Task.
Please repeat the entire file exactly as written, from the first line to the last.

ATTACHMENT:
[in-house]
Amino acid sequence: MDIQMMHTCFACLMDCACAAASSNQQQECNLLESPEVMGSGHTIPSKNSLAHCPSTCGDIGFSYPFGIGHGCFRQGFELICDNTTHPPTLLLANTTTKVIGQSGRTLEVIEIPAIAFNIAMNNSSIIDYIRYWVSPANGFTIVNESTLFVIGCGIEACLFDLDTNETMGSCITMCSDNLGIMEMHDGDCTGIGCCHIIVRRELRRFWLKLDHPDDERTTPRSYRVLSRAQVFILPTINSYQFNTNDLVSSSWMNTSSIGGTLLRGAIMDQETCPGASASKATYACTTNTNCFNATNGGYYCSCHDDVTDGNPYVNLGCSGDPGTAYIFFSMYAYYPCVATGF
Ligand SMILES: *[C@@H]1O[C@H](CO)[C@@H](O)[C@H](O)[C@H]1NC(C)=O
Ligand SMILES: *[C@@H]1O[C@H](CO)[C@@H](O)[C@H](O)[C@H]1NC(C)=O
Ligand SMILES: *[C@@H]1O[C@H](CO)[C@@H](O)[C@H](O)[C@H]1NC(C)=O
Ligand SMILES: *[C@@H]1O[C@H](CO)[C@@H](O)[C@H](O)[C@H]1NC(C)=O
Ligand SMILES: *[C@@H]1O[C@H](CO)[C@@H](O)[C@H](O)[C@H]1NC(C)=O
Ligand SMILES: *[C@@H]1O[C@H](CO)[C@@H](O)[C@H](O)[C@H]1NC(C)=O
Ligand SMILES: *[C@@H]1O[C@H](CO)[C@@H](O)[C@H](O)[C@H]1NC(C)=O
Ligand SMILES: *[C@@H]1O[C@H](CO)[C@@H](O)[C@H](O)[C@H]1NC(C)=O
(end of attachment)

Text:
[in-house]
Amino acid sequence: MDIQMMHTCFACLMDCACAAASSNQQQECNLLESPEVMGSGHTIPSKNSLAHCPSTCGDIGFSYPFGIGHGCFRQGFELICDNTTHPPTLLLANTTTKVIGQSGRTLEVIEIPAIAFNIAMNNSSIIDYIRYWVSPANGFTIVNESTLFVIGCGIEACLFDLDTNETMGSCITMCSDNLGIMEMHDGDCTGIGCCHIIVRRELRRFWLKLDHPDDERTTPRSYRVLSRAQVFILPTINSYQFNTNDLVSSSWMNTSSIGGTLLRGAIMDQETCPGASASKATYACTTNTNCFNATNGGYYCSCHDDVTDGNPYVNLGCSGDPGTAYIFFSMYAYYPCVATGF
Ligand SMILES: *[C@@H]1O[C@H](CO)[C@@H](O)[C@H](O)[C@H]1NC(C)=O
Ligand SMILES: *[C@@H]1O[C@H](CO)[C@@H](O)[C@H](O)[C@H]1NC(C)=O
Ligand SMILES: *[C@@H]1O[C@H](CO)[C@@H](O)[C@H](O)[C@H]1NC(C)=O
Ligand SMILES: *[C@@H]1O[C@H](CO)[C@@H](O)[C@H](O)[C@H]1NC(C)=O
Ligand SMILES: *[C@@H]1O[C@H](CO)[C@@H](O)[C@H](O)[C@H]1NC(C)=O
Ligand SMILES: *[C@@H]1O[C@H](CO)[C@@H](O)[C@H](O)[C@H]1NC(C)=O
Ligand SMILES: *[C@@H]1O[C@H](CO)[C@@H](O)[C@H](O)[C@H]1NC(C)=O
Ligand SMILES: *[C@@H]1O[C@H](CO)[C@@H](O)[C@H](O)[C@H]1NC(C)=O